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Rock - Verschenen op 23 januari 2012 | Rhino - Elektra

Hi-Res Onderscheidingen The Qobuz Ideal Discography - Hi-Res Audio
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Rock - Verschenen op 4 januari 1967 | Rhino - Elektra

Hi-Res Onderscheidingen The Qobuz Ideal Discography - Hi-Res Audio
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Rock - Verschenen op 22 oktober 2012 | Rhino - Elektra

Hi-Res Onderscheidingen Hi-Res Audio
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Rock - Verschenen op 30 oktober 2012 | Rhino - Elektra

Hi-Res Onderscheidingen Hi-Res Audio
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Rock - Verschenen op 30 oktober 2012 | Rhino - Elektra

Hi-Res Onderscheidingen Hi-Res Audio
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Rock - Verschenen op 14 juli 2009 | Rhino - Elektra

Hi-Res Onderscheidingen Hi-Res Audio
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Rock - Verschenen op 19 oktober 2012 | Rhino - Elektra

Hi-Res Onderscheidingen Hi-Res Audio
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Rock - Verschenen op 27 september 2011 | Rhino - Elektra

Hi-Res Onderscheidingen Hi-Res Audio
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Rock - Verschenen op 27 september 2011 | Rhino - Elektra

Hi-Res Onderscheidingen Hi-Res Audio
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Rock - Verschenen op 1 november 2019 | Rhino - Elektra

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The rock’n’roll history books have often considered The Soft Parade to be The Doors’ worst album. Fifty years after its release on the 18th of July 1969, a re-evaluation of the Californians’ fourth opus establishes itself. Exactly a year after Waiting for the Sun, The Doors changed their modus operandi with an album which was viscerally less rock’n’roll. Unmanageable, completely obsessed with his poetry, more and more dependant on alcohol and always seemingly on the brink of leaving the band (held back in extremis by the keyboard player Ray Manzarek), Jim Morrison only wrote half of the tracks on this album. The guitarist Robbie Krieger stepped up to the mark and took the helm writing-wise, as well as developing the band’s instrumentation. Headed by Paul Harris, brass and strings make an unexpected appearance in the band’s sound. Notes of jazz dilute the pure rock sound and bring a more bluesy texture, as well as some pop and even some lounge-style sequences. An eclectic mix which is slightly confusing to begin with, but it stops The Doors’ unique singularity from dwindling. The melodies on The Soft Parade are peraps not of the same calibre as those on the three previous albums, but at an era when the competition was also experimenting with some stranger sounds, Jim Morrison, Ray Manzarek, Robby Krieger and John Densmore prove that they too can steer rock music into uncharted territories. This 50th Anniversary Deluxe Edition offers a new remastered version from producer Bruce Botnick, as well as bonus tracks like Who Scared You, as well as some unedited tracks, like demo versions of Doors Only, versions without brass or strings of Tell All the People, Touch Me, Wishful Sinful and Runnin’ Blue. Finally, among all these exciting new features of this 2019 edition, some interesting new guitar sections added by Krieger to Touch Me, Wishful Sinful and Runnin’ Blue. All in all, enough unedited material to please fans and better understand this musical mystery. © Max Dembo/Qobuz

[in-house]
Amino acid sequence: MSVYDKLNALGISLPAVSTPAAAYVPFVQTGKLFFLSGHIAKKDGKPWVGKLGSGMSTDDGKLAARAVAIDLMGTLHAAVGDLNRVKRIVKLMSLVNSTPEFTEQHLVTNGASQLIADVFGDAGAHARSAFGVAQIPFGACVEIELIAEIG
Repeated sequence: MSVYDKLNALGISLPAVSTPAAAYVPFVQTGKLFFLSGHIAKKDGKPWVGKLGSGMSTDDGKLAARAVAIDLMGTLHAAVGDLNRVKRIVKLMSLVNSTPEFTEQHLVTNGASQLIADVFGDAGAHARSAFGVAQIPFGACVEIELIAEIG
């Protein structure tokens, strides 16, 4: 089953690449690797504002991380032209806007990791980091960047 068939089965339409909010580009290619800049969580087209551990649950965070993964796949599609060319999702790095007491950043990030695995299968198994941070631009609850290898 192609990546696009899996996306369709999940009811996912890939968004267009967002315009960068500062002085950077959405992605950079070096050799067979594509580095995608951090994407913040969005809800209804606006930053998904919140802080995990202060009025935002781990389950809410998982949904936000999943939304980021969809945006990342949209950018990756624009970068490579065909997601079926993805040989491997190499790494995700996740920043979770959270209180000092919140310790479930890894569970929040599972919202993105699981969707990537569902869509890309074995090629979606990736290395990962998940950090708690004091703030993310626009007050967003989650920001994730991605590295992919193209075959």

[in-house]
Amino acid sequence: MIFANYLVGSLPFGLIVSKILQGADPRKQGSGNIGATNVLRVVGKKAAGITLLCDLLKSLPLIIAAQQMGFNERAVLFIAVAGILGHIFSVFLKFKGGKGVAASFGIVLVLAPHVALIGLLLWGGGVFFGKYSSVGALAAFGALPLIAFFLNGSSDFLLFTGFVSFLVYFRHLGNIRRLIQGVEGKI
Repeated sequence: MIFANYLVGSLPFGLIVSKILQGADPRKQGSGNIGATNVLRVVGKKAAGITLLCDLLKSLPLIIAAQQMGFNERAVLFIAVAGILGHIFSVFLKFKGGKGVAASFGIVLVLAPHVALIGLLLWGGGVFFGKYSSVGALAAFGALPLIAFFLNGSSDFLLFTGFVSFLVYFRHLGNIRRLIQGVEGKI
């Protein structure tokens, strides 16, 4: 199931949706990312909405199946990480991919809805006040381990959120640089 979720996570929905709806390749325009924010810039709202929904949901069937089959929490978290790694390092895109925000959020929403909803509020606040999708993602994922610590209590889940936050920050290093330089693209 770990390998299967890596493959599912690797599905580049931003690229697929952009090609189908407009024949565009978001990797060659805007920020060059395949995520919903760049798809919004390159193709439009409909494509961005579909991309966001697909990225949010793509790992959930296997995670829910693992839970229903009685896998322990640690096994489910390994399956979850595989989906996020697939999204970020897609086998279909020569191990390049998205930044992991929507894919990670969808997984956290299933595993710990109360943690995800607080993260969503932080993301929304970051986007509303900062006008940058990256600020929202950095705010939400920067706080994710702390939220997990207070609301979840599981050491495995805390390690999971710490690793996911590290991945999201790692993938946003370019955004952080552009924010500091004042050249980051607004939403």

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Rock - Verschenen op 25 september 2007 | Rhino - Elektra

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Rock - Verschenen op 14 september 2018 | Rhino - Elektra

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In 1967 the world hadn’t fully digested the Doors’ astounding first album that they had already released Strange Days. Strange like these compositions that sounded like no other. Staggering, often dreamlike themes. And while Jim Morrison sang that people were strange, the same could be said about his Doors: incessant changes in rhythm, lyrics going back and forth between social critic and complete madness, and huge gaps between total trance and cabaret ballads… Months went by and Morrison was growing more and more out of control. In early 1968, the Doors nevertheless started working on their Waiting for the Sun. There are many anecdotes about these most chaotic weeks. Yet, upon its release in July, in the midst of the Vietnam War, fans appropriated pacifist anthem The Unknown Soldier and perky Hello, I Love You that opens this third album and propelled it to the top of the charts. Well aware of their leader’s unstable state, Ray Manzarek, Robby Krieger and John Densmore remained focused to create original and inspired parts. A notch below the two previous albums, Waiting for the Sun however approaches psychedelic music with the same unwavering originality. The use of acoustic instruments and refinement of some arrangements confirm the uniqueness of this band, even though it was on the verge of imploding…In celebration of the album’s 50th anniversary, this deluxe edition offers a new version of the album’s stereo mix, remastered by Bruce Botnick, the Doors’ long-time sound engineer and producer. Without omitting 14 bonus tracks: nine come from recently discovered rough mixes and five originate from a concert in Copenhagen in December 1968. The new stereo mix for Waiting for the Sun, remastered by Botnick, gives a new dimension to songs like The Unknown Soldier and Spanish Caravan. As for the rough mixes, his opinion is clear: “I prefer some of these rough mixes to the finals, as they represent all of the elements and additional background vocals, different sensibilities on balances, and some intangible roughness, all of which are quite attractive and refreshing”. © Max Dembo/Qobuz